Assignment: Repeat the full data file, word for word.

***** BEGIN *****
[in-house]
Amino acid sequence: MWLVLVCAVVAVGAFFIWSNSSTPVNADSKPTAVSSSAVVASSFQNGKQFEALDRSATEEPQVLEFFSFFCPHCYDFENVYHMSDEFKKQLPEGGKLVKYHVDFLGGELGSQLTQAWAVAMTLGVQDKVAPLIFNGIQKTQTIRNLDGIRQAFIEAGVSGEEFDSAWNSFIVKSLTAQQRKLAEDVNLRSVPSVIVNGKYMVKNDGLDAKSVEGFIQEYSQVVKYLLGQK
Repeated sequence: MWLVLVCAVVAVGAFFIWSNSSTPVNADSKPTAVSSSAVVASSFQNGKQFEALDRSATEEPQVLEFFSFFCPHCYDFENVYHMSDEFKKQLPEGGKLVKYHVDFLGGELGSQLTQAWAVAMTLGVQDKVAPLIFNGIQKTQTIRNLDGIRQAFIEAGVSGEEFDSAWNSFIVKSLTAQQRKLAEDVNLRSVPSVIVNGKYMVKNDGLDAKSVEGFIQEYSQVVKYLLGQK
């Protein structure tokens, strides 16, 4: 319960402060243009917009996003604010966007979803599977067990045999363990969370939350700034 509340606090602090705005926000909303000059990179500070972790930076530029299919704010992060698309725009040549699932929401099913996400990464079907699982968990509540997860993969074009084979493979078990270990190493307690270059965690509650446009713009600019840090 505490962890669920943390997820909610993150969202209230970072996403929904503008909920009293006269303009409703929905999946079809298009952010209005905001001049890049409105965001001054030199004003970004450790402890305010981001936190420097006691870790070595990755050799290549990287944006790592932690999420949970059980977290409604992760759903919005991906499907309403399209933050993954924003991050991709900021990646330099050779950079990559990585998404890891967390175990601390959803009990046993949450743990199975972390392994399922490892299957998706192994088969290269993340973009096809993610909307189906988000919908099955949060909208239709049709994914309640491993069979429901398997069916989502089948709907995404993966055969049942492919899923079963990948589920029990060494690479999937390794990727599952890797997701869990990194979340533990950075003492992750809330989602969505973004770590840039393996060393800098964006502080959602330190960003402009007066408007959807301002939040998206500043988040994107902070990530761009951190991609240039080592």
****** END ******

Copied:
[in-house]
Amino acid sequence: MWLVLVCAVVAVGAFFIWSNSSTPVNADSKPTAVSSSAVVASSFQNGKQFEALDRSATEEPQVLEFFSFFCPHCYDFENVYHMSDEFKKQLPEGGKLVKYHVDFLGGELGSQLTQAWAVAMTLGVQDKVAPLIFNGIQKTQTIRNLDGIRQAFIEAGVSGEEFDSAWNSFIVKSLTAQQRKLAEDVNLRSVPSVIVNGKYMVKNDGLDAKSVEGFIQEYSQVVKYLLGQK
Repeated sequence: MWLVLVCAVVAVGAFFIWSNSSTPVNADSKPTAVSSSAVVASSFQNGKQFEALDRSATEEPQVLEFFSFFCPHCYDFENVYHMSDEFKKQLPEGGKLVKYHVDFLGGELGSQLTQAWAVAMTLGVQDKVAPLIFNGIQKTQTIRNLDGIRQAFIEAGVSGEEFDSAWNSFIVKSLTAQQRKLAEDVNLRSVPSVIVNGKYMVKNDGLDAKSVEGFIQEYSQVVKYLLGQK
């Protein structure tokens, strides 16, 4: 319960402060243009917009996003604010966007979803599977067990045999363990969370939350700034 509340606090602090705005926000909303000059990179500070972790930076530029299919704010992060698309725009040549699932929401099913996400990464079907699982968990509540997860993969074009084979493979078990270990190493307690270059965690509650446009713009600019840090 505490962890669920943390997820909610993150969202209230970072996403929904503008909920009293006269303009409703929905999946079809298009952010209005905001001049890049409105965001001054030199004003970004450790402890305010981001936190420097006691870790070595990755050799290549990287944006790592932690999420949970059980977290409604992760759903919005991906499907309403399209933050993954924003991050991709900021990646330099050779950079990559990585998404890891967390175990601390959803009990046993949450743990199975972390392994399922490892299957998706192994088969290269993340973009096809993610909307189906988000919908099955949060909208239709049709994914309640491993069979429901398997069916989502089948709907995404993966055969049942492919899923079963990948589920029990060494690479999937390794990727599952890797997701869990990194979340533990950075003492992750809330989602969505973004770590840039393996060393800098964006502080959602330190960003402009007066408007959807301002939040998206500043988040994107902070990530761009951190991609240039080592």